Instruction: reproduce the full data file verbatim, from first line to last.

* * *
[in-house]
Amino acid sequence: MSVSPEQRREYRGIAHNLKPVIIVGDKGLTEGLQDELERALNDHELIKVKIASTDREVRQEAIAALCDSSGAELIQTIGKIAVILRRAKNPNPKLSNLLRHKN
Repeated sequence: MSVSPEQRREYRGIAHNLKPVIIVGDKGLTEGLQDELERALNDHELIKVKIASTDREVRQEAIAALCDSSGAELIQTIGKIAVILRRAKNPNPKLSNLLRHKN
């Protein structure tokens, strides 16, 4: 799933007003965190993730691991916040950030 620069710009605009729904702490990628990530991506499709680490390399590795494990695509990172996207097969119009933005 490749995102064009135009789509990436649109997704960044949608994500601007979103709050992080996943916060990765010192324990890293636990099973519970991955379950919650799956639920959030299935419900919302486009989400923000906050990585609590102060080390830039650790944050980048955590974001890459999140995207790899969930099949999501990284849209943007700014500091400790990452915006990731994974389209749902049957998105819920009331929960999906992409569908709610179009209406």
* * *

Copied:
[in-house]
Amino acid sequence: MSVSPEQRREYRGIAHNLKPVIIVGDKGLTEGLQDELERALNDHELIKVKIASTDREVRQEAIAALCDSSGAELIQTIGKIAVILRRAKNPNPKLSNLLRHKN
Repeated sequence: MSVSPEQRREYRGIAHNLKPVIIVGDKGLTEGLQDELERALNDHELIKVKIASTDREVRQEAIAALCDSSGAELIQTIGKIAVILRRAKNPNPKLSNLLRHKN
């Protein structure tokens, strides 16, 4: 799933007003965190993730691991916040950030 620069710009605009729904702490990628990530991506499709680490390399590795494990695509990172996207097969119009933005 490749995102064009135009789509990436649109997704960044949608994500601007979103709050992080996943916060990765010192324990890293636990099973519970991955379950919650799956639920959030299935419900919302486009989400923000906050990585609590102060080390830039650790944050980048955590974001890459999140995207790899969930099949999501990284849209943007700014500091400790990452915006990731994974389209749902049957998105819920009331929960999906992409569908709610179009209406």